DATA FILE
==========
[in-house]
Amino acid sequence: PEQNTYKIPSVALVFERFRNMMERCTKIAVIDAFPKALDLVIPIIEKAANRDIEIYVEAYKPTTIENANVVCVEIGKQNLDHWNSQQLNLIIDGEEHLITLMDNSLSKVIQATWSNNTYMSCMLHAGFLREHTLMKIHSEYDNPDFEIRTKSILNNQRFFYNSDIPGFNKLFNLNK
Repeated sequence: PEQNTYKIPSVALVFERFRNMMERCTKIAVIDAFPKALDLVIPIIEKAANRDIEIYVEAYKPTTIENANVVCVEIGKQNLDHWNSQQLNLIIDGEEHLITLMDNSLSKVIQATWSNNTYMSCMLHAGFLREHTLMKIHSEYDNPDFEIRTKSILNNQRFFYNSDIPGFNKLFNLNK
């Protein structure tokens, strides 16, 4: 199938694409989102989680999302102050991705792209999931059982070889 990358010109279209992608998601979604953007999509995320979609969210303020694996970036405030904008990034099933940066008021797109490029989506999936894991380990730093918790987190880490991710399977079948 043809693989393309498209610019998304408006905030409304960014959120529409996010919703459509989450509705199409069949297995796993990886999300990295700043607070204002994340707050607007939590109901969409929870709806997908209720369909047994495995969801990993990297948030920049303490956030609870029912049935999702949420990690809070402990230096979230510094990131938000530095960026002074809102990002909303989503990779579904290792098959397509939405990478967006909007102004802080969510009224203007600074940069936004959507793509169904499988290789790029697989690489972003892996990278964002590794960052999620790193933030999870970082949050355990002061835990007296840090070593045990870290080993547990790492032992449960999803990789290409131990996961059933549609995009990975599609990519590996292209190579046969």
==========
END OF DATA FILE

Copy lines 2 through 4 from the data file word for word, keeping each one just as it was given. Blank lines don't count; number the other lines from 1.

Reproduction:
Amino acid sequence: PEQNTYKIPSVALVFERFRNMMERCTKIAVIDAFPKALDLVIPIIEKAANRDIEIYVEAYKPTTIENANVVCVEIGKQNLDHWNSQQLNLIIDGEEHLITLMDNSLSKVIQATWSNNTYMSCMLHAGFLREHTLMKIHSEYDNPDFEIRTKSILNNQRFFYNSDIPGFNKLFNLNK
Repeated sequence: PEQNTYKIPSVALVFERFRNMMERCTKIAVIDAFPKALDLVIPIIEKAANRDIEIYVEAYKPTTIENANVVCVEIGKQNLDHWNSQQLNLIIDGEEHLITLMDNSLSKVIQATWSNNTYMSCMLHAGFLREHTLMKIHSEYDNPDFEIRTKSILNNQRFFYNSDIPGFNKLFNLNK
């Protein structure tokens, strides 16, 4: 199938694409989102989680999302102050991705792209999931059982070889 990358010109279209992608998601979604953007999509995320979609969210303020694996970036405030904008990034099933940066008021797109490029989506999936894991380990730093918790987190880490991710399977079948 043809693989393309498209610019998304408006905030409304960014959120529409996010919703459509989450509705199409069949297995796993990886999300990295700043607070204002994340707050607007939590109901969409929870709806997908209720369909047994495995969801990993990297948030920049303490956030609870029912049935999702949420990690809070402990230096979230510094990131938000530095960026002074809102990002909303989503990779579904290792098959397509939405990478967006909007102004802080969510009224203007600074940069936004959507793509169904499988290789790029697989690489972003892996990278964002590794960052999620790193933030999870970082949050355990002061835990007296840090070593045990870290080993547990790492032992449960999803990789290409131990996961059933549609995009990975599609990519590996292209190579046969």